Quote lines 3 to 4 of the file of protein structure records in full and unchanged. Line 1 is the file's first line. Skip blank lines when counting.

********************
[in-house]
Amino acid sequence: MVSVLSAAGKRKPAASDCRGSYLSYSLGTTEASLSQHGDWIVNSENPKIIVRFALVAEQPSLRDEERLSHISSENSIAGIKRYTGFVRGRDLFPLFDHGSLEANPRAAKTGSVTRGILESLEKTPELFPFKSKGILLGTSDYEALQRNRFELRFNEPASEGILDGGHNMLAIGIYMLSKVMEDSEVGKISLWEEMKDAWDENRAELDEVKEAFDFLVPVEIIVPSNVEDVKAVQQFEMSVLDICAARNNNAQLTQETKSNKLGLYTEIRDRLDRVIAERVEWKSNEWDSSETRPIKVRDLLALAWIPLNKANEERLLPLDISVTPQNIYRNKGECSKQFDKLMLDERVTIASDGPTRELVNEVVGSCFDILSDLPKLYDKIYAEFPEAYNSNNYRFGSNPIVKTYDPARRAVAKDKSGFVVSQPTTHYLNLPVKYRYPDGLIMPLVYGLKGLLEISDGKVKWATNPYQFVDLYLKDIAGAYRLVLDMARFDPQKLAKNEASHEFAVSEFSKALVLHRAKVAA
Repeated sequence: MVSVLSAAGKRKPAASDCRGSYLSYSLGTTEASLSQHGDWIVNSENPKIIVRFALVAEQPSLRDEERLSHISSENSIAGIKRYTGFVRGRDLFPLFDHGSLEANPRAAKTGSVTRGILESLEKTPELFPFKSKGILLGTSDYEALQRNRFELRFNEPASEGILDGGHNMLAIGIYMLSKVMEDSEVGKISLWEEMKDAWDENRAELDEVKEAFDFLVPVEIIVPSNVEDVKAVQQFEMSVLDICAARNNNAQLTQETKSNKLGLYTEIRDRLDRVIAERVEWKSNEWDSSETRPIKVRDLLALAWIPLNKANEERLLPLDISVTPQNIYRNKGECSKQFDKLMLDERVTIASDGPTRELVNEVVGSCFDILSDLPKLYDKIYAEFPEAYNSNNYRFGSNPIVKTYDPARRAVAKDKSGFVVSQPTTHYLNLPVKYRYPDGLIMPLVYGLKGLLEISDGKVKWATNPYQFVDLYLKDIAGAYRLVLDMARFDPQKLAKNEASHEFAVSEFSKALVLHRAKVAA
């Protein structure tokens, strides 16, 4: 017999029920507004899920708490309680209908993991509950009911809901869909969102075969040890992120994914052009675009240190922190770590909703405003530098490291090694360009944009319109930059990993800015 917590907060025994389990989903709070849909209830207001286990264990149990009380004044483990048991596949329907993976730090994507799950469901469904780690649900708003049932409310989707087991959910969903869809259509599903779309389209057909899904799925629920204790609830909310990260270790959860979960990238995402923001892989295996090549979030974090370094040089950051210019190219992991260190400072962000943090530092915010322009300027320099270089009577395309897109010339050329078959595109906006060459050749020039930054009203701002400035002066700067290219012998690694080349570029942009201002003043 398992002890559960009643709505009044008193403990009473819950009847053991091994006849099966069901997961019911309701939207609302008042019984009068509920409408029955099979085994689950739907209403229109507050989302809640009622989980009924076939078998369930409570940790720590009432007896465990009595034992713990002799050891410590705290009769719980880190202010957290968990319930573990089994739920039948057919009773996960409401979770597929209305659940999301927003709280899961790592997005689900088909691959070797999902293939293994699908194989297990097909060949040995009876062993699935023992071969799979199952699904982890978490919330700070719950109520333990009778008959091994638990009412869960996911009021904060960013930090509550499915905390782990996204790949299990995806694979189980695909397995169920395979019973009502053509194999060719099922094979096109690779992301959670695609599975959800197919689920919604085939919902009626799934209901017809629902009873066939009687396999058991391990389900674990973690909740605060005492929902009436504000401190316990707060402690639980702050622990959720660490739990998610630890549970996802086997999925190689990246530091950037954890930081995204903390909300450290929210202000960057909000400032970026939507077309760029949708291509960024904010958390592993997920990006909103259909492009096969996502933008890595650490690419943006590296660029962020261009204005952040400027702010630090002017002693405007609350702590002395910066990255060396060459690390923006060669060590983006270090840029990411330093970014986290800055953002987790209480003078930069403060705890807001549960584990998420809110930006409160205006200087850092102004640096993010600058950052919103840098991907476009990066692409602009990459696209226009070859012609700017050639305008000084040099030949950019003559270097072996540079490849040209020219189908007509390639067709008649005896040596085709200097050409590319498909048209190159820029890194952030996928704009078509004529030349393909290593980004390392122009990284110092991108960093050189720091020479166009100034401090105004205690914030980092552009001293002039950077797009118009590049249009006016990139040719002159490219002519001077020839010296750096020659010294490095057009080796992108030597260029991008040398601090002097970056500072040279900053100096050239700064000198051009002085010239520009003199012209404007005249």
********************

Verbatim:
Repeated sequence: MVSVLSAAGKRKPAASDCRGSYLSYSLGTTEASLSQHGDWIVNSENPKIIVRFALVAEQPSLRDEERLSHISSENSIAGIKRYTGFVRGRDLFPLFDHGSLEANPRAAKTGSVTRGILESLEKTPELFPFKSKGILLGTSDYEALQRNRFELRFNEPASEGILDGGHNMLAIGIYMLSKVMEDSEVGKISLWEEMKDAWDENRAELDEVKEAFDFLVPVEIIVPSNVEDVKAVQQFEMSVLDICAARNNNAQLTQETKSNKLGLYTEIRDRLDRVIAERVEWKSNEWDSSETRPIKVRDLLALAWIPLNKANEERLLPLDISVTPQNIYRNKGECSKQFDKLMLDERVTIASDGPTRELVNEVVGSCFDILSDLPKLYDKIYAEFPEAYNSNNYRFGSNPIVKTYDPARRAVAKDKSGFVVSQPTTHYLNLPVKYRYPDGLIMPLVYGLKGLLEISDGKVKWATNPYQFVDLYLKDIAGAYRLVLDMARFDPQKLAKNEASHEFAVSEFSKALVLHRAKVAA
């Protein structure tokens, strides 16, 4: 017999029920507004899920708490309680209908993991509950009911809901869909969102075969040890992120994914052009675009240190922190770590909703405003530098490291090694360009944009319109930059990993800015 917590907060025994389990989903709070849909209830207001286990264990149990009380004044483990048991596949329907993976730090994507799950469901469904780690649900708003049932409310989707087991959910969903869809259509599903779309389209057909899904799925629920204790609830909310990260270790959860979960990238995402923001892989295996090549979030974090370094040089950051210019190219992991260190400072962000943090530092915010322009300027320099270089009577395309897109010339050329078959595109906006060459050749020039930054009203701002400035002066700067290219012998690694080349570029942009201002003043 398992002890559960009643709505009044008193403990009473819950009847053991091994006849099966069901997961019911309701939207609302008042019984009068509920409408029955099979085994689950739907209403229109507050989302809640009622989980009924076939078998369930409570940790720590009432007896465990009595034992713990002799050891410590705290009769719980880190202010957290968990319930573990089994739920039948057919009773996960409401979770597929209305659940999301927003709280899961790592997005689900088909691959070797999902293939293994699908194989297990097909060949040995009876062993699935023992071969799979199952699904982890978490919330700070719950109520333990009778008959091994638990009412869960996911009021904060960013930090509550499915905390782990996204790949299990995806694979189980695909397995169920395979019973009502053509194999060719099922094979096109690779992301959670695609599975959800197919689920919604085939919902009626799934209901017809629902009873066939009687396999058991391990389900674990973690909740605060005492929902009436504000401190316990707060402690639980702050622990959720660490739990998610630890549970996802086997999925190689990246530091950037954890930081995204903390909300450290929210202000960057909000400032970026939507077309760029949708291509960024904010958390592993997920990006909103259909492009096969996502933008890595650490690419943006590296660029962020261009204005952040400027702010630090002017002693405007609350702590002395910066990255060396060459690390923006060669060590983006270090840029990411330093970014986290800055953002987790209480003078930069403060705890807001549960584990998420809110930006409160205006200087850092102004640096993010600058950052919103840098991907476009990066692409602009990459696209226009070859012609700017050639305008000084040099030949950019003559270097072996540079490849040209020219189908007509390639067709008649005896040596085709200097050409590319498909048209190159820029890194952030996928704009078509004529030349393909290593980004390392122009990284110092991108960093050189720091020479166009100034401090105004205690914030980092552009001293002039950077797009118009590049249009006016990139040719002159490219002519001077020839010296750096020659010294490095057009080796992108030597260029991008040398601090002097970056500072040279900053100096050239700064000198051009002085010239520009003199012209404007005249």